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Boxer: Abolish Electoral College, Decide President On Popular Vote

WASHINGTON (CBS SF) – Nearly one week after Donald Trump was elected president over Hillary Clinton, Sen. Barbara Boxer (D-California) introduced legislation to abolish the Electoral College and have presidential elections decided on the popular vote.

"In my lifetime, I have seen two elections where the winner of the general election did not win the popular vote," Boxer said, referring to Clinton's Electoral College loss last week and Al Gore's loss to George W. Bush in 2000.

"This is the only office in the land where you can get more votes and still lose the presidency. The Electoral College is an outdated, undemocratic system that does not reflect our modern society, and it needs to change immediately. Every American should be guaranteed that their vote counts," Boxer went on to say.

Boxer proposes amending the U.S. Constitution to abolish the Electoral College. Changing the Constitution requires the approval of two-thirds vote of both the House of Representatives and the U.S. Senate, along with the ratification of 38 state legislatures within seven years.


The senator also pointed out Trump's changing stance on the Electoral College, noting he called it a "disaster for democracy" after President Barack Obama defeated Mitt Romney in 2012.

On Tuesday, the President-elect tweeted to praise the Electoral College and claimed he would have won the popular vote if it weren't in place.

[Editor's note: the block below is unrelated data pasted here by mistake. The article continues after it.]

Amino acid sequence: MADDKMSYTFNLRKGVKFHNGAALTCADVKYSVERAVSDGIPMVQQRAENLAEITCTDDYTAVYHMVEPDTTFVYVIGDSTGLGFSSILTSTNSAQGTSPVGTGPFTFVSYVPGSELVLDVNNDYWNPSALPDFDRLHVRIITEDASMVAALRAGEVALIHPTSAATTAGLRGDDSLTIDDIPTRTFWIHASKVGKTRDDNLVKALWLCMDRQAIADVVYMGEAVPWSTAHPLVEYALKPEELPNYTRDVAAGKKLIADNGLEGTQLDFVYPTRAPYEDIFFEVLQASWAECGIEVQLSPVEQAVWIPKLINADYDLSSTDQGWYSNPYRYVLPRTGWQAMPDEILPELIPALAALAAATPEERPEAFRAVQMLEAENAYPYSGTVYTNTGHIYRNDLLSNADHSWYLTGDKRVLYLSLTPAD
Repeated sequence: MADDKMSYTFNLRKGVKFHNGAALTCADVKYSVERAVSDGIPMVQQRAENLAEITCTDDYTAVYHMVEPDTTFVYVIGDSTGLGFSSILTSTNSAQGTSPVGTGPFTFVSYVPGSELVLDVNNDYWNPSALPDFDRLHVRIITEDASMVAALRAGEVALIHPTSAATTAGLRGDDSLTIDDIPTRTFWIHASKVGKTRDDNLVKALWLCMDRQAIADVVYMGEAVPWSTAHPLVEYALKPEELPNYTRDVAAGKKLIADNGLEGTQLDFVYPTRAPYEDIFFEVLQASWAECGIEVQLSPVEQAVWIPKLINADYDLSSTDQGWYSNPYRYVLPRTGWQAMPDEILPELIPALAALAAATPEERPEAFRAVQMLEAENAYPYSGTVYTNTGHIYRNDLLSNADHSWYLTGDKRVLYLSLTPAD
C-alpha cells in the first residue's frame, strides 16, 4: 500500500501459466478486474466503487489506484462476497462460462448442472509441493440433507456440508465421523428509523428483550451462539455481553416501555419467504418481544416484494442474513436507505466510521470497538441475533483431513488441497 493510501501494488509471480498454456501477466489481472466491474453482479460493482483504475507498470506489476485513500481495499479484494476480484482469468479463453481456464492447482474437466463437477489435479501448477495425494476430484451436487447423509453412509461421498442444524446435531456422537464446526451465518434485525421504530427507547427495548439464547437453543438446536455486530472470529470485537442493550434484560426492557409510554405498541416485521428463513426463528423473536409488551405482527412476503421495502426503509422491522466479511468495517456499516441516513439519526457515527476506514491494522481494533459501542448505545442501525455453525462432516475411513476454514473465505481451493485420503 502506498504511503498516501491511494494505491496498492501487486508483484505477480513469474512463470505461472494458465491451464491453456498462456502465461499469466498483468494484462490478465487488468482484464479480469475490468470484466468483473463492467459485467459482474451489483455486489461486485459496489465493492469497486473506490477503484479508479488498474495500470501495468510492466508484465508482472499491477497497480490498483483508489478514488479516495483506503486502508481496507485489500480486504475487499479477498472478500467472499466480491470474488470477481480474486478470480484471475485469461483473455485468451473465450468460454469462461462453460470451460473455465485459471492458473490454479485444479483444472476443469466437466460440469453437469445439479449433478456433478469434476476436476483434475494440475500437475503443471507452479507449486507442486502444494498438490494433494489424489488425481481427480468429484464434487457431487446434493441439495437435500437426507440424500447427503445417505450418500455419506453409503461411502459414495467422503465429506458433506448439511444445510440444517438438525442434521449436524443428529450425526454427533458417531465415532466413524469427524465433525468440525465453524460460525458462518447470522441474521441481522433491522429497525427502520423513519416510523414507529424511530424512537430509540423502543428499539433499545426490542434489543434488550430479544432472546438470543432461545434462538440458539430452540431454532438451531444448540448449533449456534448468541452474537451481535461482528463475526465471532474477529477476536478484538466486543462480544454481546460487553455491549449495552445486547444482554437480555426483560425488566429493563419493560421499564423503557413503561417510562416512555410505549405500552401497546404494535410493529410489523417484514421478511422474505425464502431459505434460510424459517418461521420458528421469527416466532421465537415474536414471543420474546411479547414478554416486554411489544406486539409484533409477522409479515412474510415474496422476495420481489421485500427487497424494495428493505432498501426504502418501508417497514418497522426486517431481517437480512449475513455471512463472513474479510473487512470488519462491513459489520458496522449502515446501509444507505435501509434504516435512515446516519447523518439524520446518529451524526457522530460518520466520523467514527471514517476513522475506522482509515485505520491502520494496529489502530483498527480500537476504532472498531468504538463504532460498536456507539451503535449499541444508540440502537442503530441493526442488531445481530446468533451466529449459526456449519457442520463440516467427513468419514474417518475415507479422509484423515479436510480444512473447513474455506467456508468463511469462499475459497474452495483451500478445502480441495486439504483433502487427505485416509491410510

In an interview with KCBS, Boxer acknowledged that passage of her proposal would be a longshot. The senator has sponsored several bills to end the Electoral College during her political career.

"Why should a vote in California, Washington state or New York state or Connecticut be worth less than a vote in one of the red states? It just doesn't make sense, it should be one person, one vote," the senator said.

When asked about the election, Boxer said, "The only solace I have at this outcome is more people voted against racism, more people voted against misogyny, more people voted not to deport people."

As of Tuesday morning, CBS News reports that Clinton had a popular vote lead over Trump by a margin of 61.3 million to 60.5 million. Trump had 289 electoral votes over Clinton's 232, with Michigan remaining too close to call.

Trump was able to win the presidency after winning contests in several battleground states previously won by Democrats in 2012 and 2008, including Florida, Ohio, Pennsylvania and Wisconsin.

Clinton's popular vote lead is expected to grow, particularly resulting from votes in California, where she won the state by double digits. According to the California Secretary of State's office, 4.3 million votes remain uncounted (.pdf) as of Monday.

Boxer, who is retiring, will be succeeded by California Attorney Gen. Kamala Harris in January.

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